When selling a high end home do you feel that the seller's back ground effects the sale of the property? As

Asked by Alicia Beyer, Grand Rapids, MI Fri Nov 16, 2007

in the seller is not the most well liked person does this effect the sale of the property? ie: OJ Simpson for instance

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Jim Walker, Agent, Carmichael, CA
Sat Nov 17, 2007
think it does a little bit. Some people would feel real strange about buying the home of some one who was infamous, and avoid doing so if there are alternatives. . So your pool of potential buyers is smaller.

On the other hand there might be a perverse attraction for some other buyers, and the curiousity factor could go a long way towards leveling the playing field.

I have not noticed any difference in value for (popular) celebrity homes in my area. The homes of recent Sacramento Kings Basketball players and Eddie Murphy seem to be priced to compete with the values of their Granite Bay, California neighborhoods.
2 votes
George Anton…, Agent, Madison, CT
Fri Nov 16, 2007
Hi Alicia, I would think they want to get the person out of the neighborhood. Maybe they'll help you market it.

All kidding aside, it's not likely that anyone interested would know who owns the property unless they have pictures and other identifying items in the home. If so, see what you can do about removing them.

I would not get too hung up on it. If you market it properly you should have no problems.

If you need any more help let me know.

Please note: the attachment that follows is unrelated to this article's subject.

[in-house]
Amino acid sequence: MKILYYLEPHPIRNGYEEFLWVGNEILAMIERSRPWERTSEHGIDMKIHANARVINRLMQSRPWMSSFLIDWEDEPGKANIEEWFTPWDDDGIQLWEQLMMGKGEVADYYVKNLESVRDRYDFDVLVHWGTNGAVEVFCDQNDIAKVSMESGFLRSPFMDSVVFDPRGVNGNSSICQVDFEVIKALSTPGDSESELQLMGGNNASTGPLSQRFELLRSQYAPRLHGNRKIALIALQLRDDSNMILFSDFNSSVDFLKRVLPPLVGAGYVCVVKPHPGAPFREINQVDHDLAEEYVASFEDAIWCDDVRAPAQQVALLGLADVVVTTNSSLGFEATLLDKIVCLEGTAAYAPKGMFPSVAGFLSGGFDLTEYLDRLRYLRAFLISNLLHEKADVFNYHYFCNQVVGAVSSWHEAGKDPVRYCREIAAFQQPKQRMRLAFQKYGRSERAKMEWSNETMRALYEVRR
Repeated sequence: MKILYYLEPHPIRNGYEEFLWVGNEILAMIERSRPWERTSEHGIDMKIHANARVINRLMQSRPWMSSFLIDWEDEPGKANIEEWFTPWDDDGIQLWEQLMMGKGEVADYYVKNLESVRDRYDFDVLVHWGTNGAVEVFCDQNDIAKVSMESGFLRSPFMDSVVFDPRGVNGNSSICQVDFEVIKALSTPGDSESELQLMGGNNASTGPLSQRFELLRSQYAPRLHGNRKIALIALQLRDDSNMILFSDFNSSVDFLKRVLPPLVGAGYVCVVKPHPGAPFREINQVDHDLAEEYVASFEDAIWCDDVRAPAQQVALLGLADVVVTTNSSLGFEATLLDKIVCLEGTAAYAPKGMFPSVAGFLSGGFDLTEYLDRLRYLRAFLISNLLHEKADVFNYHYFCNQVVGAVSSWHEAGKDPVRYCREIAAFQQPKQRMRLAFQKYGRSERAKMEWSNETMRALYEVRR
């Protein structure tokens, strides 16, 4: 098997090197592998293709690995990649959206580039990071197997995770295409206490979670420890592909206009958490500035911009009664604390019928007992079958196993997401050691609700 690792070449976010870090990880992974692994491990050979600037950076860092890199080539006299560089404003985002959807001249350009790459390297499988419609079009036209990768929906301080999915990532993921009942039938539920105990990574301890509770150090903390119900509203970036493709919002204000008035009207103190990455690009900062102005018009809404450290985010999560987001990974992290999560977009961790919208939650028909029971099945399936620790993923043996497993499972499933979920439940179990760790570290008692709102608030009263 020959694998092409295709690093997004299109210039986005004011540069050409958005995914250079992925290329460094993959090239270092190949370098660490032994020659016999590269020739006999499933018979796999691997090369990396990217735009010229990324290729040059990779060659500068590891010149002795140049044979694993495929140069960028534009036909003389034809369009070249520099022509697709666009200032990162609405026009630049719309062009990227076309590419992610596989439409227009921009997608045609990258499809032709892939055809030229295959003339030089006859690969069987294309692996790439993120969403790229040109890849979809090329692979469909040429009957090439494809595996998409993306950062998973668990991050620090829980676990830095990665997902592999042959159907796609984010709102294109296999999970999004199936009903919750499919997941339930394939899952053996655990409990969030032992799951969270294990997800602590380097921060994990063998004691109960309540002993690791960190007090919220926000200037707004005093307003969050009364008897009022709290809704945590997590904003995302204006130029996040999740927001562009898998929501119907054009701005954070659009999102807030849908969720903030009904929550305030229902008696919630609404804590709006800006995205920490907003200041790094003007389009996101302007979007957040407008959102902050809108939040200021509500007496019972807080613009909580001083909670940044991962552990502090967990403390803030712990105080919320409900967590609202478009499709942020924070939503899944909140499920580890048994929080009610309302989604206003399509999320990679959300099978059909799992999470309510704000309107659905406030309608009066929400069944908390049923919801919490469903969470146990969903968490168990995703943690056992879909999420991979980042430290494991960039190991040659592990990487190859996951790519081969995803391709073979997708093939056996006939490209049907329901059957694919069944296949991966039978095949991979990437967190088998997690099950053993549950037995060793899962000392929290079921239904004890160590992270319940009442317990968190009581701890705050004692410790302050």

All The Best

George Antonopoulos

Realtor
Shoreline Property Specialist
Coldwell Banker Residential Brokerage
Madison, CT

800-759-6936
george@shorelineRE.com
2 votes
Melinda J. R…, Agent, Hudsonville, MI
Tue Mar 25, 2008
I do not think that really matters. Especially if you have a buyer who is moving in from out of town/out of state. It is about if a buyer likes the house.
Web Reference:  http://www.gomelinda.com/
1 vote
Connie, , Newport, MI
Fri Nov 16, 2007
Hi Alicia! Is this your $7.7 million dollar home? I tend to think that people this end of the scale remain anonymous; though their neighbors may know more. Granted I don't deal in the price range that you do but my most often asked question is "why are they moving" rather than "who lives here". Some properties tend to be "stigmatized" through the news, etc. and some people are just plain curious. I would worry more about the "lookers" than the serious buyers looking for an awesome home! I'd love to meet you for lunch; sounds like you have some fun tales to tell. Go for it, Connie
1 vote
Ralph Sike, , Grand Rapids, MI
Tue Dec 4, 2007
I guess you might want to disclose the risk of hepatitist in this home. If he was using dirty sutures and reusing disposable instruments on patients to save a few pennies, who knows what kind of habits he had at home. By the way, shouldn't the proceeds of the house be put into trust for his victims?

If he possibly infected 1000's of people with hepatitis just to save himself a little money, maybe his house was built that way as well. This guy is the Typhoid Mary of our era.